0
We're unable to sign you in at this time. Please try again in a few minutes.
Retry
We were able to sign you in, but your subscription(s) could not be found. Please try again in a few minutes.
Retry
There may be a problem with your account. Please contact the AMA Service Center to resolve this issue.
Contact the AMA Service Center:
Telephone: 1 (800) 262-2350 or 1 (312) 670-7827  *   Email: subscriptions@jamanetwork.com
Error Message ......
Access to paid content on this site is currently suspended due to excessive activity being detected from your IP address 54.196.23.239. Please contact the publisher to request reinstatement.
PROGRESS IN PEDIATRICS |

REVIEW OF THE LITERATURE OF THE PAST FIVE YEARS ON GONOCOCCUS VULVOVAGINITIS IN CHILDHOOD

J. CLAXTON GITTINGS, M.D.; A. GRAEME MITCHELL, M.D.
Am J Dis Child. 1917;13(5):438-456. doi:10.1001/archpedi.1917.01910050044006.
Text Size: A A A
Published online

This review comprises the most important articles on vulvovaginitis in children which have appeared during the past five years, with the exception of a few in foreign magazines to which we did not have access. Articles which consisted merely of a general description of the disease without any original observations were, as a rule, not included. A complete review of the literature from 1883 to 1912, by Generisch,1 may be found in the Budapest Medical-Surgical Presse for 1911 and 1912.

CONTAGIOUSNESS  The extreme contagiousness of gonococcus infection among girls under puberty is universally admitted. As Meister2 says, only a primary case is necessary in an institution; a little carelessness will do the rest, and when an epidemic has begun, only the strictest hygiene will prevent its rapid spread.Hess3 believes that it should not be regarded especially as an institutional disease, however, as it may be found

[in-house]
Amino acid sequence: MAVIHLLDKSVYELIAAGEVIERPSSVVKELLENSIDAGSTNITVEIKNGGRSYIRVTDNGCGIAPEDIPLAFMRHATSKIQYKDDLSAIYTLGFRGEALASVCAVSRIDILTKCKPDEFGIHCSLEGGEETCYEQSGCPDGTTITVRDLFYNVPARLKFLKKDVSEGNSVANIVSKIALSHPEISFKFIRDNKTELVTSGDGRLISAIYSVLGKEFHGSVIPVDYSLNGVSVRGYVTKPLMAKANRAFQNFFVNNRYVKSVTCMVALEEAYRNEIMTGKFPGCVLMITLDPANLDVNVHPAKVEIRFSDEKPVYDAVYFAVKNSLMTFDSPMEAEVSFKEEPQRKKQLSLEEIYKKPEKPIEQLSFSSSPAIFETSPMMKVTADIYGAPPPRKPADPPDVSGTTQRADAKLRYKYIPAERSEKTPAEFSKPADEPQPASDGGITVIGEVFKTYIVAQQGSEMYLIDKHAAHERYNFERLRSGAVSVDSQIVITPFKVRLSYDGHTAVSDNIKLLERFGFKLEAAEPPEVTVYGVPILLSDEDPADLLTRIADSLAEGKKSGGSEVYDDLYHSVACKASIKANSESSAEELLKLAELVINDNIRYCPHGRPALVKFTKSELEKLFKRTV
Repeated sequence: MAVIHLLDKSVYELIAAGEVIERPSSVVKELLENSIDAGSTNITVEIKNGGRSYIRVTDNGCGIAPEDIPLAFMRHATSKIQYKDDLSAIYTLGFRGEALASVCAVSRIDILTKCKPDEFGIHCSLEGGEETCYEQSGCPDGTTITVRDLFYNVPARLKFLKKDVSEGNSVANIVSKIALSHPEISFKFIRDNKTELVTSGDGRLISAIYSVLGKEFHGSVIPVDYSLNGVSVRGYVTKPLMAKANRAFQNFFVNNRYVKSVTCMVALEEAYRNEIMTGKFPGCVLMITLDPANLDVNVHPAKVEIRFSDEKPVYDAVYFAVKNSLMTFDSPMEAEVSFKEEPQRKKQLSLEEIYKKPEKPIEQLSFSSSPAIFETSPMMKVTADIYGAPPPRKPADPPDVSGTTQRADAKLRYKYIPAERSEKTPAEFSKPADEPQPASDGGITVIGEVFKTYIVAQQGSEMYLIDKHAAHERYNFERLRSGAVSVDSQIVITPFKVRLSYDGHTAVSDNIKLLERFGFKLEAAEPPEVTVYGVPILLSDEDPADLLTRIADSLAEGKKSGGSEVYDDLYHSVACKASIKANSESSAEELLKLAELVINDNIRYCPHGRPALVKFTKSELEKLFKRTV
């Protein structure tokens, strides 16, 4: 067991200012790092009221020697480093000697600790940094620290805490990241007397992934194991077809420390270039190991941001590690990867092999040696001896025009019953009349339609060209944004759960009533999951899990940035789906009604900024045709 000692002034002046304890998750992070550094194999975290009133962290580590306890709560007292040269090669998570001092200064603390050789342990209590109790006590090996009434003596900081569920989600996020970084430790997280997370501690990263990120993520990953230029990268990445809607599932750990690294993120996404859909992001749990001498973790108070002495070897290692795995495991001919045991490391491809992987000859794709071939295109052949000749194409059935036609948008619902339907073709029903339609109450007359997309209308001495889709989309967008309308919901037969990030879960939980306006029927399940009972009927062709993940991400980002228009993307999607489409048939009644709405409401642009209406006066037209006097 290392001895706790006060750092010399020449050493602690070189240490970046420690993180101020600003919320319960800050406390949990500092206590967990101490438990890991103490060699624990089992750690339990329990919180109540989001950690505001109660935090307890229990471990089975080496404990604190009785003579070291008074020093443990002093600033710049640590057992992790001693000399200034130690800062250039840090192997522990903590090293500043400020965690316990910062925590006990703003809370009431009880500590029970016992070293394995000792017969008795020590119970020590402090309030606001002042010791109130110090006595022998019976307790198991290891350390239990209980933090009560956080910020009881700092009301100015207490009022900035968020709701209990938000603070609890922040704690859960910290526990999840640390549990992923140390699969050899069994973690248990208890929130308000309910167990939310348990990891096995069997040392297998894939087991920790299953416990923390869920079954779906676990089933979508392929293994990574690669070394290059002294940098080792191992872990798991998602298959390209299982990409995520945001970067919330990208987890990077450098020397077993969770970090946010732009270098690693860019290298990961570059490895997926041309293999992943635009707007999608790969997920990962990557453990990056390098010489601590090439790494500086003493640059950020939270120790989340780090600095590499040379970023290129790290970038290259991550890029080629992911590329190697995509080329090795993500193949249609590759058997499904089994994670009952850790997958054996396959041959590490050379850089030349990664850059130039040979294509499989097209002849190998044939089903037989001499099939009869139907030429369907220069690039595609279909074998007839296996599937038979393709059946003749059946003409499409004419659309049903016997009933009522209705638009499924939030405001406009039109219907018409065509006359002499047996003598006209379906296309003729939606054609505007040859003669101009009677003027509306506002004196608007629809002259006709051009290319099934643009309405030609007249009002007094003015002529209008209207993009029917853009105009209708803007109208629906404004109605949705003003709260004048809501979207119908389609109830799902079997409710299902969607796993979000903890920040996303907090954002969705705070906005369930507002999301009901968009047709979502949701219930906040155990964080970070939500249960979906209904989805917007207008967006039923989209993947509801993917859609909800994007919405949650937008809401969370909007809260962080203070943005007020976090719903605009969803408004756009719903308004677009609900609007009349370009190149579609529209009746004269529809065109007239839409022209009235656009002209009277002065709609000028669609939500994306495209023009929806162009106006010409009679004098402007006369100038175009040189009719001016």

Topics

Sign in

Create a free personal account to sign up for alerts, share articles, and more.

Purchase Options

• Buy this article
• Subscribe to the journal

First Page Preview

View Large
/>
First page PDF preview

Figures

Tables

References

Correspondence

CME
Meets CME requirements for:
Browse CME for all U.S. States
Accreditation Information
The American Medical Association is accredited by the Accreditation Council for Continuing Medical Education to provide continuing medical education for physicians. The AMA designates this journal-based CME activity for a maximum of 1 AMA PRA Category 1 CreditTM per course. Physicians should claim only the credit commensurate with the extent of their participation in the activity. Physicians who complete the CME course and score at least 80% correct on the quiz are eligible for AMA PRA Category 1 CreditTM.
Note: You must get at least of the answers correct to pass this quiz.
You have not filled in all the answers to complete this quiz
The following questions were not answered:
Sorry, you have unsuccessfully completed this CME quiz with a score of
The following questions were not answered correctly:
Commitment to Change (optional):
Indicate what change(s) you will implement in your practice, if any, based on this CME course.
Your quiz results:
The filled radio buttons indicate your responses. The preferred responses are highlighted
For CME Course: A Proposed Model for Initial Assessment and Management of Acute Heart Failure Syndromes
Indicate what changes(s) you will implement in your practice, if any, based on this CME course.
NOTE:
Citing articles are presented as examples only. In non-demo SCM6 implementation, integration with CrossRef’s "Cited By" API will populate this tab (http://www.crossref.org/citedby.html).
Submit a Comment

Multimedia

Some tools below are only available to our subscribers or users with an online account.

Sign in

Create a free personal account to sign up for alerts, share articles, and more.

Purchase Options

• Buy this article
• Subscribe to the journal

Related Content

Customize your page view by dragging & repositioning the boxes below.

Jobs
brightcove.createExperiences();